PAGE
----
Chemotherapeutic regimens found to be useful in the trimodality treatment include cyclophosphamide/doxorubicin (Adriamycin)/cisplatin, carboplatin/paclitaxel, and cisplatin/methotrexate/vinblastine. External beam radiotherapy is delivered in a standard fractionation over 5.5-6 weeks.


Pleurectomy and Pneumonectomy

Measuring the diffusion capacity of the lung preoperatively is important because most patients have poor pulmonary reserve secondary to interstitial lung disease.

Surgical resection has been relied upon because radiation and chemotherapy have been ineffective primary treatments. [40] The 2 surgical procedures used are pleurectomy with decortication and extrapleural pneumonectomy (EPP). A meta-analysis showed no statistically significant difference in 2-year mortality after pleurectomy with decortication compared with EPP, but pleurectomy with decortication was associated with a significantly lower proportion of short-term deaths (perioperatively and within 30 days) than EPP (1.7% vs 4.5%). [41]  

Pleurectomy with decortication is a more limited procedure and requires less cardiorespiratory reserve. It involves dissection of the parietal pleura, incision of the parietal pleura, and decortication of the visceral pleura, followed by reconstruction. It has a morbidity rate of 25% and a mortality rate of 2%. [42] It is a difficult procedure because the tumor encases the whole pleura, and the local recurrence rate is high, but it is preferred due to lower morbidity and mortality.

Extrapleural pneumonectomy is a more extensive procedure and has a higher mortality rate, although the mortality rate has improved, falling to 3.8%. The procedure involves dissection of the parietal pleura, division of the pulmonary vessels, and en bloc resection of the lung, pleura, pericardium, and diaphragm, followed by reconstruction. It provides the best local control because it removes the entire pleural sac along with the lung parenchyma.

With surgery alone, the recurrence rate is very high and most patients die after a few months. At least half of the patients who have local control with surgery have distant metastasis upon autopsy.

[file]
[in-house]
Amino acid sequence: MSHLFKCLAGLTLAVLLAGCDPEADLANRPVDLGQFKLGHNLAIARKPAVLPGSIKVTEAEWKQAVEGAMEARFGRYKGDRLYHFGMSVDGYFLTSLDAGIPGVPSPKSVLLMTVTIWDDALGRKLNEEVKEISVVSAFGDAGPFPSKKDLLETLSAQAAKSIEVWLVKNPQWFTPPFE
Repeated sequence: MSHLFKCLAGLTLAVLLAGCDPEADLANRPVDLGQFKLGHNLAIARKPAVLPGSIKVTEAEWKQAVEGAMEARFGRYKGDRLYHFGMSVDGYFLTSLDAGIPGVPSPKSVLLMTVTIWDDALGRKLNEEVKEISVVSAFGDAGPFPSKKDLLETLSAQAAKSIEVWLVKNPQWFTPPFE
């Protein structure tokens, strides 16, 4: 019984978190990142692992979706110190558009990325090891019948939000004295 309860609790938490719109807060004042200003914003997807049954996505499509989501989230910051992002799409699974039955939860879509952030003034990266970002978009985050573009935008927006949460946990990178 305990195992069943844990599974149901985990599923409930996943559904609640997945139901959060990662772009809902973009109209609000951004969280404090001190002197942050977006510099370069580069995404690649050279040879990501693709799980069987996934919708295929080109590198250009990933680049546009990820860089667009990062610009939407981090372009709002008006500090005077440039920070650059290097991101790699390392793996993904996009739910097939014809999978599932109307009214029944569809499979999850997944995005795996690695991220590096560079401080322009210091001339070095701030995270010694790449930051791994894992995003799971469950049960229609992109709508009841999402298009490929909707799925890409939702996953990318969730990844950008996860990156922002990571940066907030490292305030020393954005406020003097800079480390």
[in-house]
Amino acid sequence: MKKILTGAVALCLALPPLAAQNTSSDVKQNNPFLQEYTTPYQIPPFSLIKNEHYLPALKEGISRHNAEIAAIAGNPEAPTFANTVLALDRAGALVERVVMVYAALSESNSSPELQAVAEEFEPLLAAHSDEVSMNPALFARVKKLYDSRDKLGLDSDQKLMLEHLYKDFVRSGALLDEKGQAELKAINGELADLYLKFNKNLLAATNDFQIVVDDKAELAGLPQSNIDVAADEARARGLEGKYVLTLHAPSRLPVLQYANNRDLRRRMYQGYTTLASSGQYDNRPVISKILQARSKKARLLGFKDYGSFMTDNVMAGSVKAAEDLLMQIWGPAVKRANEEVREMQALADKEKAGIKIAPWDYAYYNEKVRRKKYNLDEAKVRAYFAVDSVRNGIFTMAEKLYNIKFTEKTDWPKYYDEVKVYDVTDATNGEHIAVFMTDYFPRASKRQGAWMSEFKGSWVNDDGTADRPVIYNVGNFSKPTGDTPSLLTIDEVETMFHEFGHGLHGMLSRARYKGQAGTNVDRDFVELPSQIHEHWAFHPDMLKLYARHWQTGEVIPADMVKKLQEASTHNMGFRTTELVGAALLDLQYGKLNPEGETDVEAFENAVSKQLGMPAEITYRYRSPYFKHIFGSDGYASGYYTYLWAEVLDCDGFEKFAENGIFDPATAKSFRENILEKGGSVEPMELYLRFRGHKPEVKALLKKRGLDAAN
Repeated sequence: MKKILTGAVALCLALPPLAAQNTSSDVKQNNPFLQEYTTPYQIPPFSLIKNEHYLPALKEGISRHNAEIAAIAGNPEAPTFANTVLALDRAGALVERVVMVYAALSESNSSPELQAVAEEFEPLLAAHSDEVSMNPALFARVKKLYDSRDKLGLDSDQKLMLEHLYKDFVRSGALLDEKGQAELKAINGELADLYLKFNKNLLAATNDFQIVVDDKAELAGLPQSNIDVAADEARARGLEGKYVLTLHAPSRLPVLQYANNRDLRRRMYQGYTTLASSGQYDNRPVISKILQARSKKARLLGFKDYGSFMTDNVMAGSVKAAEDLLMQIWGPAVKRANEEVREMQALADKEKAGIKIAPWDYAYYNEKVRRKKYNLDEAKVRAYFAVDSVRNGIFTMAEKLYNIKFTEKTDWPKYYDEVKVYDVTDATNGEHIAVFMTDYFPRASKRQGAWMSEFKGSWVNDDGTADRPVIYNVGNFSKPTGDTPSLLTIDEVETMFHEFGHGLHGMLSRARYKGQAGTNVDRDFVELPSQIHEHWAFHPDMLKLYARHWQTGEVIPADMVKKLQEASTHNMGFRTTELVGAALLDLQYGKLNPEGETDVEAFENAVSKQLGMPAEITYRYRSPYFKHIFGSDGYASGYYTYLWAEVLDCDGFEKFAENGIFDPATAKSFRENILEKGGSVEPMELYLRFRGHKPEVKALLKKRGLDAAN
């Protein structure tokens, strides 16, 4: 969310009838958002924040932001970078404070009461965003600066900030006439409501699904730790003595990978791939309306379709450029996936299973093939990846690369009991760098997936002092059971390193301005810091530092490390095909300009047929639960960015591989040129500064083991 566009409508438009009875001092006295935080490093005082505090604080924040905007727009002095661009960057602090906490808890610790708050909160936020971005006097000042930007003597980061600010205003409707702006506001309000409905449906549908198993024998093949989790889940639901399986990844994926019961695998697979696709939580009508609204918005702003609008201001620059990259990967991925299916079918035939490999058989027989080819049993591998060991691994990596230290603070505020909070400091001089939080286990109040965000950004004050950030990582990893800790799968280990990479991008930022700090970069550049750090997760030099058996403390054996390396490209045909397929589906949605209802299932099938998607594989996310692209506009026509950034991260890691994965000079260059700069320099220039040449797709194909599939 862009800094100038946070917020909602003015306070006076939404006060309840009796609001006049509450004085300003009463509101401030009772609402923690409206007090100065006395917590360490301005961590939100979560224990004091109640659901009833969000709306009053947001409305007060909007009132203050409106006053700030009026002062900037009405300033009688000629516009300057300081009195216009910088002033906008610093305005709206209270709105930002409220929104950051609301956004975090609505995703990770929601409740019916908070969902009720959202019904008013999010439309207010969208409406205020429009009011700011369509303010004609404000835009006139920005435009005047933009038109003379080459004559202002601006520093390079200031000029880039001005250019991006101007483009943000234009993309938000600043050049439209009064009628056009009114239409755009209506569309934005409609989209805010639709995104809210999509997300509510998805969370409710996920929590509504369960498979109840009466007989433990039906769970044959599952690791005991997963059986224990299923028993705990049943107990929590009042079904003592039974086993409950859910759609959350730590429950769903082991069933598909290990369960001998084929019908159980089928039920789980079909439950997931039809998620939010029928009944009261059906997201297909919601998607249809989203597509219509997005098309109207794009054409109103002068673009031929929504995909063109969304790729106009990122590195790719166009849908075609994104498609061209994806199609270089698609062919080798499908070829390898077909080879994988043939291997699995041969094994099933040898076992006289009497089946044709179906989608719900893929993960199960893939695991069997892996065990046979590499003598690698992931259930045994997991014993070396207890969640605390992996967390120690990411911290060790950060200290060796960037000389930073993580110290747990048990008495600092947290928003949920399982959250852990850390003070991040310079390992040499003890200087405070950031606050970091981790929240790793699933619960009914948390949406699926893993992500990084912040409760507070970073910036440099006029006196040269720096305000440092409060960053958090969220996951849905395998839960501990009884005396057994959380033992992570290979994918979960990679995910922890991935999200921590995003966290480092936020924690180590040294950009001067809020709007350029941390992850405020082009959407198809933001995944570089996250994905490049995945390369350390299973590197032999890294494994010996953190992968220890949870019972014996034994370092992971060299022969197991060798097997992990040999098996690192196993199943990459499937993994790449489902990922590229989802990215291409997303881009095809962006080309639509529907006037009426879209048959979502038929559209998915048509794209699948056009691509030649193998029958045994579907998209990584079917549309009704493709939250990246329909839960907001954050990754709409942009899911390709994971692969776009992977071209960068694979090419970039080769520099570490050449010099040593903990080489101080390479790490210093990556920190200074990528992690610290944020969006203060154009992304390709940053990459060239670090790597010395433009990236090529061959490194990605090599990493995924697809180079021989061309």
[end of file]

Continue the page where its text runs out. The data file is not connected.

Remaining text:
A study by Cao et al found that patients with nonepithelial malignant pleural mesothelioma and nodal involvement have a worse prognosis after extrapleural pneumonectomy, questioning their eligibility as candidates. [43]

In patients with epithelioid-type malignant pleural mesothelioma who are fit enough to tolerate a thoracotomy, the best option is still a thoracotomy and macroscopic clearance of the tumor as part of multimodality therapy.


Radiation Therapy

Malignant pleural mesothelioma has traditionally been considered to be resistant to radiotherapy. In patients who have undergone limited or no surgical resection and have an intact lung, high-dose radiation therapy has shown significant toxicity and no significant survival benefit. However, the development of highly conformal radiotherapy techniques, such as intensity-modulated radiation therapy (IMRT) has resulted in positive outcomes in combination with surgical resection. [44]

IMRT given after extrapleural pneumonectomy (EPP) has been shown to provide excellent local control, although distant metastases have remained a significant problem and limit survival. [45]  With the increasing use of pleurectomy-decortication (P-D) rather than EPP, adjuvant pleural IMRT after P-D has also entered practice, as has definitive IMRT with chemotherapy in patients with inoperable pleural mesothelioma. [45, 46]